Opiod Use By Women of Child Bearing Age

CDC: low awareness among women of birth defect risk from opioids

Pregnancy can throw up a million and one questions and niggling aspects: morning sickness, constipation and tiredness. One of the more irksome sides is the seemingly endless changing list of things to avoid. The CDC has released a report suggesting that women of childbearing age that may be in the dark about the implications of taking commonly prescribed opioids during pregnancy, and the subsequent increased risk of some birth defects.
pregnant woman with pills
Analysis showed that on average 28% of women with private health care and 39% of Medicaid-enrolled women filled an opioid prescription from an outpatient pharmacy each year.
Opioids are medications that are prescribed by health care providers to relieve moderate to severe pain, and are also found in some cough medicines. They reduce the intensity of pain signals reaching the brain and affect those brain areas controlling emotion, which diminishes the effects of a painful stimulus.

According to the Morbidity and Mortality Weekly Report (MMWR), published by the US Centers for Disease Control and Prevention (CDC), more than one-fourth (28%) of privately-insured and one-third (39%) of Medicaid-enrolled women of childbearing age filled prescriptions for opioid-based painkillers between 2008 and 2012.

“Taking opioid medications early in pregnancy can cause birth defects and serious problems for the infant and the mother,” says CDC Director Tom Frieden. “Many women of reproductive age are taking these medicines and may not know they are pregnant and therefore may be unknowingly exposing their unborn child. That’s why it’s critical for health care professionals to take a thorough health assessment before prescribing these medicines to women of reproductive age.”

Dr. Coleen A. Boyle, director of CDC’s National Center on Birth Defects and Developmental Disabilities (NCBDDD), states:

“This highlights the importance of promoting safer alternative treatments, when available for women of reproductive age. We must do what we can to protect babies from exposure to opioids.”

The CDC researchers analyzed 2008-2012 data from two large health insurance claims datasets: one of women aged 15-44 with private insurance and another of women in the same age group enrolled in Medicaid.

The most commonly prescribed opioids between both groups of women were hydrocodone, codeine and oxycodone.

The research ‘underscores the importance of responsible prescribing’
Previous studies of opioid use in pregnancy suggest these medications might increase the risk of:

Neural tube defects (major defects of the baby’s brain and spine)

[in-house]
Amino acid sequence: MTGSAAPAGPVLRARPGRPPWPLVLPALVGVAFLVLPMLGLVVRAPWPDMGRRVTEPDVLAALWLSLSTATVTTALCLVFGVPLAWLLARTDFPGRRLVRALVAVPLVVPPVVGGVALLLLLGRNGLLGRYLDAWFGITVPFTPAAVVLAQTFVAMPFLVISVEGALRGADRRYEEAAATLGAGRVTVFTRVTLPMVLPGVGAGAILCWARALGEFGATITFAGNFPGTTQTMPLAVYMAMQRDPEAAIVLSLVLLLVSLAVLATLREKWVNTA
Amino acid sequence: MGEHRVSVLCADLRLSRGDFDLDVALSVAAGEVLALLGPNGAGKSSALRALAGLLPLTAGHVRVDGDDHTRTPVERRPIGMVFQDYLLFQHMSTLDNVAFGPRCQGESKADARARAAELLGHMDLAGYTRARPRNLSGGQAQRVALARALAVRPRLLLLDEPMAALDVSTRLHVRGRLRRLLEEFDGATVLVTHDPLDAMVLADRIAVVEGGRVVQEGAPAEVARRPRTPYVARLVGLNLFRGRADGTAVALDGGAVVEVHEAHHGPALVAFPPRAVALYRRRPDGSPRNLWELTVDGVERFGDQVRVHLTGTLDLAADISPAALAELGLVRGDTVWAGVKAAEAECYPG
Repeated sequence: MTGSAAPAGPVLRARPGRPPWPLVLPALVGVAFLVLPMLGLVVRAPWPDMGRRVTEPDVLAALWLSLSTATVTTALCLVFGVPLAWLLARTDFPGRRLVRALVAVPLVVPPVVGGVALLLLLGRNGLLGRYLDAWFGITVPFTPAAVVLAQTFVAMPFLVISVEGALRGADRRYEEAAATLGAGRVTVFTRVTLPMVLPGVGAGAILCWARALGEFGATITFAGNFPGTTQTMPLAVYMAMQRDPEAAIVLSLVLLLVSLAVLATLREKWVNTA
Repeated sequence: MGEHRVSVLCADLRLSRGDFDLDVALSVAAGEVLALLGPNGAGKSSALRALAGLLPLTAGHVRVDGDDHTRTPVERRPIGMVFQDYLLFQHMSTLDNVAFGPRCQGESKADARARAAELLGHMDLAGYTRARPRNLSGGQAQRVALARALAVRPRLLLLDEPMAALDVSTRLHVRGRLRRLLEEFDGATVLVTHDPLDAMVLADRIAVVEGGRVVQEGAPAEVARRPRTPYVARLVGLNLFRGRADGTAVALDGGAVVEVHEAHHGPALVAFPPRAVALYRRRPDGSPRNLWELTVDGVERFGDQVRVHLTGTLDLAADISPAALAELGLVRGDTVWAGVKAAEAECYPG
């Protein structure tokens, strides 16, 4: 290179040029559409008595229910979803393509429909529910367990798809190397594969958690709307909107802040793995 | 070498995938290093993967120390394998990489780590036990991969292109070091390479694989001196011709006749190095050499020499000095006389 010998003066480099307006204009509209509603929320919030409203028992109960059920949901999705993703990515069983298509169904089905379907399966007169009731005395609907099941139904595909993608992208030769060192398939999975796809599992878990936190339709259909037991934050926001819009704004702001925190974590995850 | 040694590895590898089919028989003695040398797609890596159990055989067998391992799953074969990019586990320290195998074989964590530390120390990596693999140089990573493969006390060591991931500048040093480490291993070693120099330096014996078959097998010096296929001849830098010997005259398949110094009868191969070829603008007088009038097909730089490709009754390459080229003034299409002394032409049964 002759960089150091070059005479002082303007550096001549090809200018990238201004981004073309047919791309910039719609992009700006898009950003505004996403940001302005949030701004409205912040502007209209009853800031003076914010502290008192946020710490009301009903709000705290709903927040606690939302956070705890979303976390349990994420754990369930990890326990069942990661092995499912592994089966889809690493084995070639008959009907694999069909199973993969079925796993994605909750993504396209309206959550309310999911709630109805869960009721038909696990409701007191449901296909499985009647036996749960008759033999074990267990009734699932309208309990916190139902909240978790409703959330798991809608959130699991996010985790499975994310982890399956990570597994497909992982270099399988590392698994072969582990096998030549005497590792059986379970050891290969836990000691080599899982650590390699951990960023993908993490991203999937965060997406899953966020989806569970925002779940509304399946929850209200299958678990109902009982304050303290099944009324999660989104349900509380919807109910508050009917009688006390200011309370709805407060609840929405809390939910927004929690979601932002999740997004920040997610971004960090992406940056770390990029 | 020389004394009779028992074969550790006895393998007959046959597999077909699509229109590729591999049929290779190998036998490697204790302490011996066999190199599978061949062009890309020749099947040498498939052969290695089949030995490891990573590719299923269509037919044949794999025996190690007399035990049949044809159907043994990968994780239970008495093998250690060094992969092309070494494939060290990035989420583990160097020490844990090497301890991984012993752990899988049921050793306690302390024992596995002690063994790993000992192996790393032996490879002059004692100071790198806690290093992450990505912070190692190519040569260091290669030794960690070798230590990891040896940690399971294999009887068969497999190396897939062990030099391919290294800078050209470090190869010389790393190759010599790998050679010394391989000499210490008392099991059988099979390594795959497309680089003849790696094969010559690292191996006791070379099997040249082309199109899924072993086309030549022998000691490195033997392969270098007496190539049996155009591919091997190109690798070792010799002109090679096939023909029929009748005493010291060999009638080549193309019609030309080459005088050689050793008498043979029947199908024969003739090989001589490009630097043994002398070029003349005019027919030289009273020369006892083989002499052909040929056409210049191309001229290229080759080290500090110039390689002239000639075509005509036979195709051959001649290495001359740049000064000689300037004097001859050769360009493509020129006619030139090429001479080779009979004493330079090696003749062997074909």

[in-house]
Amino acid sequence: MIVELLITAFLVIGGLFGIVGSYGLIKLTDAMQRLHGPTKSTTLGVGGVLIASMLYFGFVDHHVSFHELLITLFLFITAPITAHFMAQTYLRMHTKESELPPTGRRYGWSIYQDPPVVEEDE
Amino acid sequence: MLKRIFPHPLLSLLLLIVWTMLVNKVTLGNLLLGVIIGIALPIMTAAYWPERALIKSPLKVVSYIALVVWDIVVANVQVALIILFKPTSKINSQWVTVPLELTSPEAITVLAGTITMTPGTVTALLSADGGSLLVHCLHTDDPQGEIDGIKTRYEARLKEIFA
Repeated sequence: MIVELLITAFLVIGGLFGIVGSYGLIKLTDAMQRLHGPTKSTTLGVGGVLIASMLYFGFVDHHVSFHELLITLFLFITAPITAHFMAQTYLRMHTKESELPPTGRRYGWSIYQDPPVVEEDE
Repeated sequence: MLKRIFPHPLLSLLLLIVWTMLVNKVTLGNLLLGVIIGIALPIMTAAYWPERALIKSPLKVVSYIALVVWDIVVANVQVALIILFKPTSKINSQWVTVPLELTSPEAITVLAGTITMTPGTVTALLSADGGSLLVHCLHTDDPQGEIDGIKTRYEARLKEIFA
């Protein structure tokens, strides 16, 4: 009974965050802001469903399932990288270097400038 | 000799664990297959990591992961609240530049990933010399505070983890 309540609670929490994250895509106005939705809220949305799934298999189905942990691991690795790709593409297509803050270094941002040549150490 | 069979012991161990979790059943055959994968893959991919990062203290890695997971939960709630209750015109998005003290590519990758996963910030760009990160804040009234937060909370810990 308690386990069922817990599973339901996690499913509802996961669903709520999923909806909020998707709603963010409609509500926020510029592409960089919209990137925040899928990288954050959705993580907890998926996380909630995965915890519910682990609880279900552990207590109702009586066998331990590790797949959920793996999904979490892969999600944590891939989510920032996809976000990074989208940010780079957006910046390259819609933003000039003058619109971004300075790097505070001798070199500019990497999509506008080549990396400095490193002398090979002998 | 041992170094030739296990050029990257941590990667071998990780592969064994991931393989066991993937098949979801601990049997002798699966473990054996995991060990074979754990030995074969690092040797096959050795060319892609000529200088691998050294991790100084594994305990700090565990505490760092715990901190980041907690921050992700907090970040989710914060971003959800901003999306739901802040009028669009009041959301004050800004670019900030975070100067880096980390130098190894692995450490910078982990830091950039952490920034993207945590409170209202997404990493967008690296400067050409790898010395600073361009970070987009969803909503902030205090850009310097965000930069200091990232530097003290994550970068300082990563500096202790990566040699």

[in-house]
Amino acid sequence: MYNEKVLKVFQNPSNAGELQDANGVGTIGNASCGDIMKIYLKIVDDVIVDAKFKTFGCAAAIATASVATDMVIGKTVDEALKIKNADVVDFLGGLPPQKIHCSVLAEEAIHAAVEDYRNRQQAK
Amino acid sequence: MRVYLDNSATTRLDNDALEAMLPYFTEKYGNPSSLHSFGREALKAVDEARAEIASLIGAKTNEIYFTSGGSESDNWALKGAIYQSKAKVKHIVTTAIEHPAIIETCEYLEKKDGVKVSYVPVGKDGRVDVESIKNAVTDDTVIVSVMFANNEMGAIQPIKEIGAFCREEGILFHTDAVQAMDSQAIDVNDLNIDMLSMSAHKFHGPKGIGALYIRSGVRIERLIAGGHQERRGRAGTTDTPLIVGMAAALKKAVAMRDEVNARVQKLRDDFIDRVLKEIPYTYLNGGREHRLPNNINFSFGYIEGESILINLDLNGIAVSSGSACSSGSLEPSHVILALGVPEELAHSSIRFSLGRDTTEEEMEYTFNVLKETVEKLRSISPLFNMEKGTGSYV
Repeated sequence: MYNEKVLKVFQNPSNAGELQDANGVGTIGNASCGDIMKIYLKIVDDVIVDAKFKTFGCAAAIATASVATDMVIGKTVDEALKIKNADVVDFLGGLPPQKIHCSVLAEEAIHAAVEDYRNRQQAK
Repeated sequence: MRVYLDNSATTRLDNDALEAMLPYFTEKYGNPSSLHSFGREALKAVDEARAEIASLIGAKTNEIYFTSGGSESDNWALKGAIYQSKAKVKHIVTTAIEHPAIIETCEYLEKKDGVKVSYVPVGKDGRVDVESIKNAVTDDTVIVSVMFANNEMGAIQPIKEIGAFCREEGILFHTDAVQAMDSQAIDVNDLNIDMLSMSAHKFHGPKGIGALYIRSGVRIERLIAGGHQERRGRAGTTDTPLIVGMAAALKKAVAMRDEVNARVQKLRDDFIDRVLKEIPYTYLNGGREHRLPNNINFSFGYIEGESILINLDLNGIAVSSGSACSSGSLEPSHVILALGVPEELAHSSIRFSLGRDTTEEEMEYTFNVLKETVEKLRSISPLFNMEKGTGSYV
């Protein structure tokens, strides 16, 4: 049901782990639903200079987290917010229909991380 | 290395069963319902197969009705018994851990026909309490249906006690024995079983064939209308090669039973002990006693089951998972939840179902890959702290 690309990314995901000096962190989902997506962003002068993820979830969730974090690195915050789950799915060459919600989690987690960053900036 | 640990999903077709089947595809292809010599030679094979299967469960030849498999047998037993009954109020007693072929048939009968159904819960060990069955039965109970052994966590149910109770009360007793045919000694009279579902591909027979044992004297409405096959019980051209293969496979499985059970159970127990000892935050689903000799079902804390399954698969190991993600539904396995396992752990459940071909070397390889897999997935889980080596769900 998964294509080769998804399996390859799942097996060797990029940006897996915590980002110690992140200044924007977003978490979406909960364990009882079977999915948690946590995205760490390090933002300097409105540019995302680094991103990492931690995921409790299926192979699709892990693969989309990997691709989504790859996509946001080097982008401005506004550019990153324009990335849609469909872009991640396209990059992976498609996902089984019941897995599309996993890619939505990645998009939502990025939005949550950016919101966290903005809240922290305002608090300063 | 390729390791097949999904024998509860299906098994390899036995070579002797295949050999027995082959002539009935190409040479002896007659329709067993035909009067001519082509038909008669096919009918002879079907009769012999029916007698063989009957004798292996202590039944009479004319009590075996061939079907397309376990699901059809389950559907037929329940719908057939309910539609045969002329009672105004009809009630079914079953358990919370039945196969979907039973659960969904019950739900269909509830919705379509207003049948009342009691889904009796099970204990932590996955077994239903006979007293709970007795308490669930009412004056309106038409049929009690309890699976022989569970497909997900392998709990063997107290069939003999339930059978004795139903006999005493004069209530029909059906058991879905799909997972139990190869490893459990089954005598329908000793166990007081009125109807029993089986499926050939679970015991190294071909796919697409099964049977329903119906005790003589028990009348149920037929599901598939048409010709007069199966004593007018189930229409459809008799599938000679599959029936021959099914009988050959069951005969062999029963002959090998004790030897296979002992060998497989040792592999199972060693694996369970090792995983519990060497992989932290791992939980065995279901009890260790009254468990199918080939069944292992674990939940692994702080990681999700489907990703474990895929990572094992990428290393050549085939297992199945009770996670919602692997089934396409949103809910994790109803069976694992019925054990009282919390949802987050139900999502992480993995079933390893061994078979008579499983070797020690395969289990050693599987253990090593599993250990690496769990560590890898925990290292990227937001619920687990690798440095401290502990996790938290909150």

Congenital heart defects and gastroschisis (a defect of the baby’s abdominal wall)
Neonatal abstinence syndrome (NAS) from exposure to medications such as opioids in pregnancy. NAS can be experienced from symptoms of withdrawal from medications or drugs taken by a mother during pregnancy.
march of dimes infographic
If you are pregnant, speak to your doctor right away about all your medications.
Image source: March of Dimes
“Women, who are pregnant, or planning to become pregnant, should discuss with their health care professional the risks and benefits for any medication they are taking or considering,” comments Dr. Boyle. “This new information underscores the importance of responsible prescribing, especially of opioids, for women of childbearing age.”

Dr. José F. Cordero, a pediatrician, birth defects expert formerly at CDC, and a member of the March of Dimes Board of Trustees adds:

“If you are using an opioid painkiller, you should also be practicing effective birth control. If you decide to get pregnant or do become pregnant, tell your health care provider about all the medications you are taking right away. You may be able to switch to a safer alternative.”

In the US, a baby is born with a birth defect every 4.5 minutes, and a birth defect causes one out of every five deaths in the first year of life. In addition to the human toll, birth defects incur hospital-related economic costs that exceed $2.6 billion annually.

“The CDC’s ‘Treating for Two: Safer Medication Use in Pregnancy’ initiative offers information to women and their healthcare providers about medication use during pregnancy,” says Dr. Boyle.

“This initiative aims to prevent birth defects and improve the health of mothers by working to identify the best alternatives for treatment of common conditions during pregnancy and during the childbearing years,” she concludes.

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